Taking advantage of a hot real estate market, the Smithsonian Institution made a $43.5 million profit on a downtown building.

The sale of the Victor Building, a landmark property on Ninth Street NW in the Gallery Place neighborhood, was approved yesterday by the Smithsonian's Board of Regents. The museum bought the property and refurbished it in 1999 for $114 million and had used the nine-story building for office space. It sold for $157.5 million.

"It is a remarkable gain, perhaps one of the most remarkable investments made by the institution," Sheila Burke, the Smithsonian's deputy secretary and chief operating officer, said in an interview after the regents meeting. The sale was prompted by the real estate boom in the neighborhood. The money will go into the Smithsonian's trust funds, she said.

Many of those working in the building were people displaced during the renovation of the Old Patent Office Building, which housed the National Portrait Gallery, Smithsonian American Art Museum and the Archives of American Art.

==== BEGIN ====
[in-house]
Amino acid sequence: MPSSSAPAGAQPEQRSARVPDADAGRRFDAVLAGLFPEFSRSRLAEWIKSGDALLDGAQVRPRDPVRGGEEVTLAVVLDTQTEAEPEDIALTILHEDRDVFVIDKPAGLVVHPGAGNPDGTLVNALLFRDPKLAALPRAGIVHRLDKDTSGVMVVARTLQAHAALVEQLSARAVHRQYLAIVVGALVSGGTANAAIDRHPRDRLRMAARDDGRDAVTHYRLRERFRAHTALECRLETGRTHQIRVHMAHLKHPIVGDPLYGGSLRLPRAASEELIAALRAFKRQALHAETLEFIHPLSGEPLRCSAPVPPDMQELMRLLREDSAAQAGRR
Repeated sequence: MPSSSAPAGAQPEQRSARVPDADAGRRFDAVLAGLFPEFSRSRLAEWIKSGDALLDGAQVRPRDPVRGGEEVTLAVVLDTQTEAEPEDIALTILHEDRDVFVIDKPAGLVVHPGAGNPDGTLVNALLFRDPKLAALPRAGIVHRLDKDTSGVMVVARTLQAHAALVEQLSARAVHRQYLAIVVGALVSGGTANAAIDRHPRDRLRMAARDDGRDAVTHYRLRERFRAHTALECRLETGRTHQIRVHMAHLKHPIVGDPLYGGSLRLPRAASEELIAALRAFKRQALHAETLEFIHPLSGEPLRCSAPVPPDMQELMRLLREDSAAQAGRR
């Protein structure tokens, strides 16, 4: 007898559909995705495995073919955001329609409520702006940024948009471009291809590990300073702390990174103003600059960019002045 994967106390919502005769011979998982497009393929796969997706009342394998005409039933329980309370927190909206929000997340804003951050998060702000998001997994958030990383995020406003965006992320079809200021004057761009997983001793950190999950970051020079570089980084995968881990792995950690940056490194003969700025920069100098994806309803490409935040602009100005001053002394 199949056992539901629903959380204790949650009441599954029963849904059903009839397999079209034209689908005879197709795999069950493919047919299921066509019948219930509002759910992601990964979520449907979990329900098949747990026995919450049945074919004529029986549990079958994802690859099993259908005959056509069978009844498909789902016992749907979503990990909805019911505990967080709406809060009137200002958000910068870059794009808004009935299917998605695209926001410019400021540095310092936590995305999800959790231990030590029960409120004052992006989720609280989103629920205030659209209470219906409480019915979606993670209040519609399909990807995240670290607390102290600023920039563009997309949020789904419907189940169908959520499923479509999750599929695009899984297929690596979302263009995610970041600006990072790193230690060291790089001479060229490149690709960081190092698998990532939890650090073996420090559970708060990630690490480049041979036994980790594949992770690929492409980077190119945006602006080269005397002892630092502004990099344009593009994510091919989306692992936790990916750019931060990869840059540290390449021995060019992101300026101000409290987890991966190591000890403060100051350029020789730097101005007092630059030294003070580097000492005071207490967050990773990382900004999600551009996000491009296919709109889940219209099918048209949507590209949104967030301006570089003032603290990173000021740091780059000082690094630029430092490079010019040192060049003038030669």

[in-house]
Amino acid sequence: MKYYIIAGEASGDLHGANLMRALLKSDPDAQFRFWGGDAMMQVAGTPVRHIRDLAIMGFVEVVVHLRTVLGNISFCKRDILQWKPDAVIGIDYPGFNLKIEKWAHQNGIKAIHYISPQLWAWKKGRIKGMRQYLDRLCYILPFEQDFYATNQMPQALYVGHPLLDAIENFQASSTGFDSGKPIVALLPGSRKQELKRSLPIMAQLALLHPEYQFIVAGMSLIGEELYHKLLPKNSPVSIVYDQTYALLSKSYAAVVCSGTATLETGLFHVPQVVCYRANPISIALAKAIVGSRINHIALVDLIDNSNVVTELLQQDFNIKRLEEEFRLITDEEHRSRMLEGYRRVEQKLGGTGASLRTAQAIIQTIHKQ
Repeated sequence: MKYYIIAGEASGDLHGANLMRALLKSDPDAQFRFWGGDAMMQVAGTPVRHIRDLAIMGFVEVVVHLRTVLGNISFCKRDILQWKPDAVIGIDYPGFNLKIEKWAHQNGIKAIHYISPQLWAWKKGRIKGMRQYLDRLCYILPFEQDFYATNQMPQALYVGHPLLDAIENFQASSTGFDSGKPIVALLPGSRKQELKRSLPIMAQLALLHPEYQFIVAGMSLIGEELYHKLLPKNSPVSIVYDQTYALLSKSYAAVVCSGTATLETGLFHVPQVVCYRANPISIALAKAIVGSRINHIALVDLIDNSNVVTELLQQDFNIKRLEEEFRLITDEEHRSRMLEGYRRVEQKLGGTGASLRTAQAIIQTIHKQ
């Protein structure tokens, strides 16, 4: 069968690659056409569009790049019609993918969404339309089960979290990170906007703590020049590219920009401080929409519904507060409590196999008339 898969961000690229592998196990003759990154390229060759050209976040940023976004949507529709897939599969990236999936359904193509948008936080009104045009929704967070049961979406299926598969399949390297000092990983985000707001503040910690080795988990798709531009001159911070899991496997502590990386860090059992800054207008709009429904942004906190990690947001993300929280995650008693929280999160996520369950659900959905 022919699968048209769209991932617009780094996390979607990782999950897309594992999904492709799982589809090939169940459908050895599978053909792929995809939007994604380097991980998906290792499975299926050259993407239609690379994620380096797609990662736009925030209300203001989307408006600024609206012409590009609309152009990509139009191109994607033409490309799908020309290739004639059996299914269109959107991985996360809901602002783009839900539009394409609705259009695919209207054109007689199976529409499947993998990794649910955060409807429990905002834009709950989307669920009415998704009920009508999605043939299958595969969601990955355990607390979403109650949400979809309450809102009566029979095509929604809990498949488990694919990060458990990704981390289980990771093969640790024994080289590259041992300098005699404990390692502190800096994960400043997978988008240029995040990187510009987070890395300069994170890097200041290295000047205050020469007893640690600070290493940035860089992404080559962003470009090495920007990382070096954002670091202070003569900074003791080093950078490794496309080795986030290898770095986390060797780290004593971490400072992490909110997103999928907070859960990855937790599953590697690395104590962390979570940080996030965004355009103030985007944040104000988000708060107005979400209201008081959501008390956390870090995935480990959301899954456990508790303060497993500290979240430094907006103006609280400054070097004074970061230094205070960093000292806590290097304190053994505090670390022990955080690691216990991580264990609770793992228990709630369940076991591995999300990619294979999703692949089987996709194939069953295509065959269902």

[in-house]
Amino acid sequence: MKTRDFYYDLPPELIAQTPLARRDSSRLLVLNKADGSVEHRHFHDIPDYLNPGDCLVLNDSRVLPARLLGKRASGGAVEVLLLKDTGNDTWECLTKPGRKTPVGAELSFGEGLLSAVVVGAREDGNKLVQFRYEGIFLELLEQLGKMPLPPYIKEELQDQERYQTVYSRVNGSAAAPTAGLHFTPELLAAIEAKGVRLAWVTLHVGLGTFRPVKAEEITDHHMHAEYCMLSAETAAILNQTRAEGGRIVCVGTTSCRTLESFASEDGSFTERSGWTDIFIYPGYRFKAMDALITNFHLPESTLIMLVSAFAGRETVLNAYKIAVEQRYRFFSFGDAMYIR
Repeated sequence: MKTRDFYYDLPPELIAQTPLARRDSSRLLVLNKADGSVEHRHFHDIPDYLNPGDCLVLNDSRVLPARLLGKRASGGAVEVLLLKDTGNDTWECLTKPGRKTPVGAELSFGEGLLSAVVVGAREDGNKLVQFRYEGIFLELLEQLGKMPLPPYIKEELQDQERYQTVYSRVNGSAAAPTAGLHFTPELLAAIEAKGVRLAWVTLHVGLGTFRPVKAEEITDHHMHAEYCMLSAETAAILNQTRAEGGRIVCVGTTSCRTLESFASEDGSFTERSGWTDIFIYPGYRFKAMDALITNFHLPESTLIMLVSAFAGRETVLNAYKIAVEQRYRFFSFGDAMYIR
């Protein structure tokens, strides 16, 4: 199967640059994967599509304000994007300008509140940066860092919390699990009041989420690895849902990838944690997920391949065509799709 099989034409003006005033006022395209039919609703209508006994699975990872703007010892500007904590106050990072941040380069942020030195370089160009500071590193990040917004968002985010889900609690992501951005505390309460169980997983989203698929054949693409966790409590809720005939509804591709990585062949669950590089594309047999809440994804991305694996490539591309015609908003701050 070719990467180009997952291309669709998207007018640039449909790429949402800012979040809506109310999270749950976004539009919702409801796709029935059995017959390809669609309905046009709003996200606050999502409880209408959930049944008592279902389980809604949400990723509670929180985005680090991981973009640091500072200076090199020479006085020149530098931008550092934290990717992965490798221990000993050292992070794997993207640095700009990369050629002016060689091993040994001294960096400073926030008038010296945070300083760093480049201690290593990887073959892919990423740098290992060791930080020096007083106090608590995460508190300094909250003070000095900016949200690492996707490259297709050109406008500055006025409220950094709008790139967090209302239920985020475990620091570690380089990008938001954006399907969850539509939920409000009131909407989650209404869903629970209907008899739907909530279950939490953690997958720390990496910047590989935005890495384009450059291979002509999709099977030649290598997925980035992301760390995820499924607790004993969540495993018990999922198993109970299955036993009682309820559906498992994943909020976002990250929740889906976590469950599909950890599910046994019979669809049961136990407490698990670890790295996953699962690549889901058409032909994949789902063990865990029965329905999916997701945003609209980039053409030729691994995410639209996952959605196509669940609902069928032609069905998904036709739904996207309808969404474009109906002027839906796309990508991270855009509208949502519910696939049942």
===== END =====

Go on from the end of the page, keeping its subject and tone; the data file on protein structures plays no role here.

Burke said the Smithsonian will lease back space for those staffs from the new owners, Trizec Properties Inc. Other offices will shift to other rental space.

The regents also discussed the growing expenses and delays for the completion of the work on the Patent Office Building. Work on a glass canopy covering the interior courtyard was put on hold after the National Capital Planning Commission rejected the cover's design in June. Earlier this month, the NCPC reversed itself and approved architect Norman Foster's concept.

Now, Burke said, the canopy could cost as much as $20 million to $30 million more than the projected $50 million. The increase is partly the result of manufacturing delays and the rising cost of steel, cement and glass. The new cost projection also includes adjustments to the lighting, changes in the glass and landscaping, and the rebuilding of steps on F Street NW -- all ordered by the NCPC. Money to cover the additional costs will be raised privately, Burke said. Congress has authorized $166 million for the overhaul of the building.

The building, which has been closed since 2000, will open as announced in July 2006. The glass canopy will be in place by spring 2007, Burke said.